Photo: Dean Buscher/The CW

Every season of The 100, with the exception of the remarkable, near-perfect second season, goes through a slump. Every season reaches a point in the middle where the story starts to sag, the motivations of the characters become murky, and the episodes become a little less compelling. It’s a pattern that this season looked primed to avoid after those gamechanging first few episodes. Now though, nine episodes into a 13-episode season, we’ve hit that slump again. Last week’s outing was filled with familiar storytelling beats, as every character reckoned with the morally challenging decisions they had to make about Octavia and Diyoza going to war over Shallow Valley. “Sic Semper Tyrannis” is a more exciting episode, but some of the same problems prevent it from feeling like the catharsis it perhaps needs to be at this point in the season.

The two issues that contribute to the pattern mentioned above in previous seasons are interconnected; it’s a strange mix of not enough story to fill the episode count, which leads to trouble with pacing. It feels like the fifth season is struggling with that at the moment. “Sic Semper Tyrannis,” in terms of plot, is about one thing only: whether Diyoza and Octavia will go to war, or if the backdoor dealings of the likes of Bellamy, Indra, Echo, and Kane will put a stop to the potential violence. That kind of focus in story results in a more captivating episode than last week’s, but it still feels like a pit stop on the way to something bigger.

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The question then becomes, is it fair game to criticize an episode for being a pit stop on the way to something bigger if that’s exactly what it intends to be? After all, stories and seasons have all sorts of ebbs and flows that are necessary for creating tension and intrigue. So no, it wouldn’t be fair to offer up a vision of what “Sic Semper Tyrannis” should be, but with that said, it’s an episode that’s representative of the larger issues with this season. Doesn’t it seem like The 100 is creating conflict amongst certain characters simply because it needs to, and not because it fits with the storytelling or the character arcs? As the episode builds to its climax, and Clarke points a gun at Octavia only to turn her back on Bellamy, I can’t help but feel like the show’s lost its way, failing to really explore why these characters are making these decisions.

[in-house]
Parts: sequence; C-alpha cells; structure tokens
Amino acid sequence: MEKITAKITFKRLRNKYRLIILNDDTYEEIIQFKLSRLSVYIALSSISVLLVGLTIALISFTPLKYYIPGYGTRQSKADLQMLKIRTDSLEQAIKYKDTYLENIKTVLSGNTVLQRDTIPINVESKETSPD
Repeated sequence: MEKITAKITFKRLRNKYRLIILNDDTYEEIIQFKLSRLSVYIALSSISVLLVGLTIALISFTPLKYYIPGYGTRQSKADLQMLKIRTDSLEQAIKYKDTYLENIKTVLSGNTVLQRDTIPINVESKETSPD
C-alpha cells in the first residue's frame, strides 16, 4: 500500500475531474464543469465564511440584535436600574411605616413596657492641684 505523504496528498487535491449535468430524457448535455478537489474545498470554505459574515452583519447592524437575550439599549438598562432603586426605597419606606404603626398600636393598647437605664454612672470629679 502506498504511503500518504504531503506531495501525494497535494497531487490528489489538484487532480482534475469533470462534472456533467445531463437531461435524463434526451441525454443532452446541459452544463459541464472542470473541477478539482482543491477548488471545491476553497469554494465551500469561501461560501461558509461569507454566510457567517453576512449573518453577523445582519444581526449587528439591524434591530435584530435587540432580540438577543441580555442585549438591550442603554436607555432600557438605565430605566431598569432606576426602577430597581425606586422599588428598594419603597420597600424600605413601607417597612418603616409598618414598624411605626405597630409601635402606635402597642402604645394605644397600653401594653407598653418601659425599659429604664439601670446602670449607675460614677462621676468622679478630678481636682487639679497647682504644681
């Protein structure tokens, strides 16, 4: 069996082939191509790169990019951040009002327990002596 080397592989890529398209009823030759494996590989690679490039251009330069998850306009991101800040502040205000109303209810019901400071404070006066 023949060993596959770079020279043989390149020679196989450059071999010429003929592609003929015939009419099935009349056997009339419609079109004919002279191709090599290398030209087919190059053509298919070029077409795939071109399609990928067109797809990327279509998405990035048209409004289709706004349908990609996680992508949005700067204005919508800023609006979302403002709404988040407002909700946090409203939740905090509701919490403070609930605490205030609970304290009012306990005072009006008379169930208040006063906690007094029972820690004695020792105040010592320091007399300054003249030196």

Part of the problem is stakes. The 100 has a bad habit of making every single decisions its characters face seem like it’s life or death. Sometimes it is, but that can’t always be the stakes. There needs to be more nuance, more of an understanding of what the various outcomes will be should Clarke or Bellamy or whoever decide to go against the group. “Sic Semper Tyrannis” struggles when it’s not fully involved in the action. Once the plot picks up, and McCreary revolts against Diyoza while Raven, Emori, Murphy, Kane, and the rest of the defectors make a run for it, the episode turns into something captivating. The fight scenes are well shot, and there’s plenty of tension to go around, especially after McCreary kidnaps Abby.

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But when “Sic Semper Tyrannis” makes it way into the more personal conflicts, the ones that result in harsh words and looks of betrayal instead of violence, it doesn’t rise to the same level. The lone exception is the conversation between Indra and Octavia, as the latter wakes up and realizes she’s been betrayed. The scene itself is too short, but it’s brimming with tension built on seasons of character history. Octavia lashes out and says she’s ashamed of Indra. The warrior fires back and says she’s scared of what Octavia has become. Then, Indra turns from her former leader, and tears fill her eyes. It’s a haunting look, one that shows the loss she’s feeling in this moment. There’s no going back now, but Indra wouldn’t have it any other way, because Octavia has gone off the deep end.

That beautifully evocative interaction stands head and shoulders above whatever’s supposed to be going on with Clarke and Bellamy. Yes, Clarke wants to keep Madi safe above all else, but her doing so at the expense of her friends seems like a strange choice. She’s siding with Nyla and Octavia and then leaving Bellamy for dead. “They made their choice,” she says to Madi, who’s started to absorb the knowledge of previous Commanders after having the flame installed by Gaia. None of this is necessarily a storytelling misstep, but it does feel like there’s a lot of motivations being either ignored or insufficiently examined.

Perhaps this will only be a two-episode slump though, because as “Sic Semper Tyrannis” comes to a close, Octavia sentences Bellamy to fight for his life in the pit. She watches as he’s bound and gagged and put on his knees. She takes her spot on the throne, the doors close in front of her, and she cracks. Her eyes well up with tears, and for a split second we see that her humanity hasn’t totally vanished. That’s an intriguing, welcome cliffhanger that, with any luck, the show can build from as the season creeps closer to the finale.

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Stray observations

  • “It’s Abby. I have to.” You’re breaking my heart again, Murphy.
  • Well, it looks like McCreary is taking a very violent, no-nonsense approach to ruling his own militia. No surprise there.
  • Clarke going completely rogue feels so strange. She’s always the one doing what she can to help her people, and now she’s just leaving them behind.

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